Tommy McRae legacy honoured
The legacy of renowned Aboriginal artist Tommy McRae has been celebrated with a magnificent sculpture installed on Lake King, Rutherglen.
The sculpture, which overlooks the lake, is a replica of an 1890 drawing by Tommy McRae from his Bremnar notebook, and fabricated by The Agency of Sculpture, Yackandandah. Directly across the lake is a sign which features detailed information about the tribute as well as the life and impact of Tommy McRrae.
The significant cultural project was brought to life by Arts Rutherglen members Ro Porter, Gail Steed and Toni Harris over two years, with COVID-19 causing many delays on the way.
Despite the challenges, an opening ceremony was finally held recently on the viewing deck of Lake King where descendants of Tommy McRae joined Arts Rutherglen and the community in commemorating his life and enormous contribution to the region.
Descendent of Tommy McRae, Amanda Morgan welcomed the guests and spoke about her “entrepreneurial and independent” great great grandfather describing how his works were sold to white settlers and tourists.
Instigator of the project Ro Porter spoke about the many challenges getting the project off the ground but how important it was to honour Tommy McRae’s legacy.
“What a joy that this day has finally happened,” Ms Porter told the crowd of some sixty people gathered at Lake King.
“During the dark days of lockdown in 2020, this is where I came for refuge. Like Lake Moodemere, there is a presence that you can feel.
“It was blindingly obvious that things needed to be done, first, just acknowledge First Nations people. In particular pay tribute to Tommy McRae, a renowned elder from our area.
“Being an Arts Rutherglen member, I saw the tribute being a perfect project because we had already made Lake King a sculpture precinct and our street portals project was unlocking passed stories.”
Ms Porter thanked a number of people including her husband Rob Porter, Rutherglen Parks Committee of Management, Arts Rutherglen, the tribute sub-committee, the Yorta Yorta Nation Aboriginal Corporation, Ben Gilbert from the Agency of Sculpture, Indigo Shire Council and the Wahgunyah Historical Society.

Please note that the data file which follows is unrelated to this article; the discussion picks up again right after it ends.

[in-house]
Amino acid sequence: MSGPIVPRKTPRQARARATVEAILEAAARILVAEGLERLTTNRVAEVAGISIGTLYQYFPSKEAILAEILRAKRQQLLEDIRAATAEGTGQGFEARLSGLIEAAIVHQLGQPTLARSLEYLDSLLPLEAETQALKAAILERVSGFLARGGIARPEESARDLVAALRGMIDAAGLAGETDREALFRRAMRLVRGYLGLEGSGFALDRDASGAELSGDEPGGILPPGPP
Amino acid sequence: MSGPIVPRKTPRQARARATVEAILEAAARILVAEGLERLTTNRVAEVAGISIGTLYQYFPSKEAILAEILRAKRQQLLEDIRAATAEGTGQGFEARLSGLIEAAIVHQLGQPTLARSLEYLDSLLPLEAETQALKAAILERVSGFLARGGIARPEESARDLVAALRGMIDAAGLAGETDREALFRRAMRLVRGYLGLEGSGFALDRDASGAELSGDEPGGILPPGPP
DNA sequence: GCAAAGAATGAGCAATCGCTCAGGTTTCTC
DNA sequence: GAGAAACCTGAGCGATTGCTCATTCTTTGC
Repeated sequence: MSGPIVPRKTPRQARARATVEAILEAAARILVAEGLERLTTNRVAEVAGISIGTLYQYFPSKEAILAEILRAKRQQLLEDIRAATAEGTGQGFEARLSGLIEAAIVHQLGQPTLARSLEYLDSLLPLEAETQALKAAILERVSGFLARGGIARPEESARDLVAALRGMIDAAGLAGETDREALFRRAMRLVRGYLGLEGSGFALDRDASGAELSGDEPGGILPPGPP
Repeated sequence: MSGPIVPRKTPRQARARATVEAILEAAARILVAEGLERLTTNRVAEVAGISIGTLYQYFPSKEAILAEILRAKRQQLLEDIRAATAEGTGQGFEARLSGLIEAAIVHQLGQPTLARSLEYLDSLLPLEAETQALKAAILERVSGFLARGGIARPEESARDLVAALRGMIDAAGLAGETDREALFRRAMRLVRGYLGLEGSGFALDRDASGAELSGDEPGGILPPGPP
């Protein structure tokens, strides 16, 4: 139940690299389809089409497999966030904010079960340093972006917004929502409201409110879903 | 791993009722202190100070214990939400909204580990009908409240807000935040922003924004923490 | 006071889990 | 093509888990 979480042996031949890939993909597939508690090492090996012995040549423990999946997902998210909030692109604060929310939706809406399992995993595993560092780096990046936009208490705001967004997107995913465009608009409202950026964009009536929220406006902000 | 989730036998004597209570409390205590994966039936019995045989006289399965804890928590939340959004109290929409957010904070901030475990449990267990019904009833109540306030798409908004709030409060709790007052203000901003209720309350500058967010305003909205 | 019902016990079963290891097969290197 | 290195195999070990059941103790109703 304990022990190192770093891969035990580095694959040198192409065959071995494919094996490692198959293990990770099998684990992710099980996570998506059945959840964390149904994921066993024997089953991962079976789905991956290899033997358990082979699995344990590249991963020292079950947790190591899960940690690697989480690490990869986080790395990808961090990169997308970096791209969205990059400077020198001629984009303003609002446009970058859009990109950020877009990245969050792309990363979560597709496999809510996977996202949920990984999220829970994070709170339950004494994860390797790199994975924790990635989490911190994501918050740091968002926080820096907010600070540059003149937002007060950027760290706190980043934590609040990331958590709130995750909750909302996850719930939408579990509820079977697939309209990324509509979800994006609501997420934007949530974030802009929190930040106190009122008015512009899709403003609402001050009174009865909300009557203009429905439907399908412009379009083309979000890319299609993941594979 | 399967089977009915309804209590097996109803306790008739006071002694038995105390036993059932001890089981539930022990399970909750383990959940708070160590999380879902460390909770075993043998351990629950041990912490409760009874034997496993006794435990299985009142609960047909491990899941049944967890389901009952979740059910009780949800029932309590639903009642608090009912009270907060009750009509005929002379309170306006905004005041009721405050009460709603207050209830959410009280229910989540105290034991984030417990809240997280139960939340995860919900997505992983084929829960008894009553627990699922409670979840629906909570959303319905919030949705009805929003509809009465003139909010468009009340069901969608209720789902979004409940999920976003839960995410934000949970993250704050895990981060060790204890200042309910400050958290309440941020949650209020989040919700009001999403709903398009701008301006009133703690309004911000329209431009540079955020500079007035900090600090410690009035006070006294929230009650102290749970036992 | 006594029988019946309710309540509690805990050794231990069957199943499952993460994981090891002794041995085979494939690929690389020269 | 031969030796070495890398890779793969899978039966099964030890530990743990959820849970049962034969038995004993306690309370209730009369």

“May this tribute play its role in the acknowledgement of elders past, present and emerging.”
Following Ms Porter’s speech, Nicky Moffatt, an accomplished musician and descendant of Tommy McRae entertained the crowd with a beautiful song about his grandmother.
Inducted to the Aboriginal Hall of Fame twice, Nicky grew up in Morwell, where he taught himself the guitar at the age of 8 years old. Nicky has played with many bands during his career including No Fixed Address, the first Aboriginal band to tour overseas (in 1984). Other bands include Coloured Stone who supported Carlos Santana, The Clash, Bob Marley’s Wailers, Ian Dury and The Block Heads.
His performance on Lake King received a rousing applause from the crowd.
Tommy McRae, traditionally known as Yakadun, was born in the early 1800’s near Goulbourn and was part of the Kwatkwat tribe, one of the eight clans of the Yorta Yorta people. In the 1880s, he set up a camp with his family at Lake Moodemere where he lived with his wife Lily, four children and his brother and sister-in-law.
Sadly, McRae's children were taken from him sent to reserves under Victorian government regulations.
McRae died on October 15, 1901 and was buried at the Carlyle cemetery in Wahgunyah.
McRae’s sketches offered a rare perspective of Aboriginal life during the early years of European settlement in Victoria, as well as depicting Aboriginal culture, people, traditional war ceremonies, animals, and the surrounding country. His drawings are held by in the National Gallery of Australia, National Library of Australia Canberra, the State library Victoria, State Library of New South Wales and Melbourne Museum.